Send to

Choose Destination
Immunobiology. 1999 Sep;201(1):88-106.

Airway epithelial cell-induced activation of monocytes and eosinophils in respiratory syncytial viral infection.

Author information

US EPA, National Health and Environmental Effects Research Laboratory, Research Triangle Park, NC, USA.


The early inflammatory events in respiratory syncytial viral (RSV) infection are likely to be crucial in the development of clinical disease, which is characterized by bronchiolitis with mononuclear cell inflammation, some eosinophil involvement and airway hyperreactivity. Since RSV replication is restricted to airway epithelial cells, our working hypothesis is that inflammatory cell recruitment by the infected cells will set the stage for late immunopathology. We have identified the selective induction and release of mononuclear cell and eosinophil-attracting beta-chemokines MIP-1alpha and RANTES, but not eotaxin, by RSV-infected airway epithelial cells and herein demonstrated the recruitment of eosinophils and monocytes, but not neutrophils, in response to chemokines produced by infected epithelial cells during viral replication and dissemination. The chemotactic response of both eosinophils and monocytes was inhibited by antibodies to RANTES but not to MIP-1alpha. Interaction of eosinophils or monocytes with RSV-infected epithelial cells resulted in the production of additional beta-chemokines MCP-1 and MIP-1beta, and increased levels of MIP-1alpha. The monocyte containing cultures produced >10 fold the amount of these chemokines compared to eosinophil containing cultures. On the other hand, the levels of RANTES and the lack of eotaxin were not altered in the cocultures, RSV-infected monocytes appeared to be the main source of MIP-1alpha and MIP-1beta, while MCP-1 was derived from monocytes as well as epithelial cells following coculture. These data implicate RANTES as the primary chemokine responsible for selectively recruiting eosinophils and monocytes to the site of RSV infection. This inflammatory response results in the production of high levels of additional chemokines capable of setting up a full-fledged inflammatory response including lymphocytes.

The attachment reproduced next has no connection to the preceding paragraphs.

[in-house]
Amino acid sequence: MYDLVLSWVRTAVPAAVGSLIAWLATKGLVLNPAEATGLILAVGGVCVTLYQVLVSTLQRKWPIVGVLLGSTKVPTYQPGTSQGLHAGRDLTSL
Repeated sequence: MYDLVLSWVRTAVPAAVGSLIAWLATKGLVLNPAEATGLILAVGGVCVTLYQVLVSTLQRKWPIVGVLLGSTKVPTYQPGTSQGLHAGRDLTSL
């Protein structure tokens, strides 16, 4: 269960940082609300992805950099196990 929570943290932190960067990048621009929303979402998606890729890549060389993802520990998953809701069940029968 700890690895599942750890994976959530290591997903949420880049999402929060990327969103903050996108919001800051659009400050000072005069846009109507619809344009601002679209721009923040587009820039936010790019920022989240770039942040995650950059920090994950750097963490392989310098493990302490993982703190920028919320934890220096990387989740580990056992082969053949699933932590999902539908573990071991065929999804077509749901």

[Indexed for MEDLINE]

Supplemental Content

Full text links

Icon for Elsevier Science
Loading ...
Support Center